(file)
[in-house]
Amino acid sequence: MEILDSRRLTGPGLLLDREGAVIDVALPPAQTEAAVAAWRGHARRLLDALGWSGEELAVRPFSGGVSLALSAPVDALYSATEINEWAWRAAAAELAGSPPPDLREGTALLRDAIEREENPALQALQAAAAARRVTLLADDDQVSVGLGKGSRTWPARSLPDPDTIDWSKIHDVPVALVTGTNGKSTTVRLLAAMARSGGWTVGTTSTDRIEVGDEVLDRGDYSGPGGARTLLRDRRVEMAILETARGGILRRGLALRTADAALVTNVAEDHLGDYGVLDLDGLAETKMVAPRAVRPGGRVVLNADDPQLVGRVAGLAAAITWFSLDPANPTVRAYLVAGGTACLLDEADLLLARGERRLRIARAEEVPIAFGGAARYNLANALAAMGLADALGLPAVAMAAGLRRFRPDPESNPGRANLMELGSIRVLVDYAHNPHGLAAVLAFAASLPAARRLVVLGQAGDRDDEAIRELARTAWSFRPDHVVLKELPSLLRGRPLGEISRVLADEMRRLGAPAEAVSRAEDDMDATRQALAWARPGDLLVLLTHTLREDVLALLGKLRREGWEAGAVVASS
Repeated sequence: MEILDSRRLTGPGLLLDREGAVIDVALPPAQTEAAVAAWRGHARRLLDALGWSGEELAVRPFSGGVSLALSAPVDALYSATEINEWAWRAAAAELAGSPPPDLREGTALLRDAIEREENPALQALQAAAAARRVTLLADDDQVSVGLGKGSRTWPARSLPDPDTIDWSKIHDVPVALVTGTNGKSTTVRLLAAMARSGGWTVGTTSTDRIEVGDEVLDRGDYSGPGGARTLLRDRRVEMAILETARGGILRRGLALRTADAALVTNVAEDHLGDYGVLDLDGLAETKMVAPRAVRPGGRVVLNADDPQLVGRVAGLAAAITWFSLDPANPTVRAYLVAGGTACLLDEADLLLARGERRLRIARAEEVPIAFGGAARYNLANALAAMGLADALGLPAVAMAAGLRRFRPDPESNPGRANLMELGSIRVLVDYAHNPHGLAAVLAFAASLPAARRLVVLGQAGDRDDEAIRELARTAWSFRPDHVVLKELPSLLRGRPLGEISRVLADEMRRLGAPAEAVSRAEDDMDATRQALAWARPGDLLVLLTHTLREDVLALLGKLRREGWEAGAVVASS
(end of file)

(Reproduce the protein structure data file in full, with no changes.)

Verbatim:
[in-house]
Amino acid sequence: MEILDSRRLTGPGLLLDREGAVIDVALPPAQTEAAVAAWRGHARRLLDALGWSGEELAVRPFSGGVSLALSAPVDALYSATEINEWAWRAAAAELAGSPPPDLREGTALLRDAIEREENPALQALQAAAAARRVTLLADDDQVSVGLGKGSRTWPARSLPDPDTIDWSKIHDVPVALVTGTNGKSTTVRLLAAMARSGGWTVGTTSTDRIEVGDEVLDRGDYSGPGGARTLLRDRRVEMAILETARGGILRRGLALRTADAALVTNVAEDHLGDYGVLDLDGLAETKMVAPRAVRPGGRVVLNADDPQLVGRVAGLAAAITWFSLDPANPTVRAYLVAGGTACLLDEADLLLARGERRLRIARAEEVPIAFGGAARYNLANALAAMGLADALGLPAVAMAAGLRRFRPDPESNPGRANLMELGSIRVLVDYAHNPHGLAAVLAFAASLPAARRLVVLGQAGDRDDEAIRELARTAWSFRPDHVVLKELPSLLRGRPLGEISRVLADEMRRLGAPAEAVSRAEDDMDATRQALAWARPGDLLVLLTHTLREDVLALLGKLRREGWEAGAVVASS
Repeated sequence: MEILDSRRLTGPGLLLDREGAVIDVALPPAQTEAAVAAWRGHARRLLDALGWSGEELAVRPFSGGVSLALSAPVDALYSATEINEWAWRAAAAELAGSPPPDLREGTALLRDAIEREENPALQALQAAAAARRVTLLADDDQVSVGLGKGSRTWPARSLPDPDTIDWSKIHDVPVALVTGTNGKSTTVRLLAAMARSGGWTVGTTSTDRIEVGDEVLDRGDYSGPGGARTLLRDRRVEMAILETARGGILRRGLALRTADAALVTNVAEDHLGDYGVLDLDGLAETKMVAPRAVRPGGRVVLNADDPQLVGRVAGLAAAITWFSLDPANPTVRAYLVAGGTACLLDEADLLLARGERRLRIARAEEVPIAFGGAARYNLANALAAMGLADALGLPAVAMAAGLRRFRPDPESNPGRANLMELGSIRVLVDYAHNPHGLAAVLAFAASLPAARRLVVLGQAGDRDDEAIRELARTAWSFRPDHVVLKELPSLLRGRPLGEISRVLADEMRRLGAPAEAVSRAEDDMDATRQALAWARPGDLLVLLTHTLREDVLALLGKLRREGWEAGAVVASS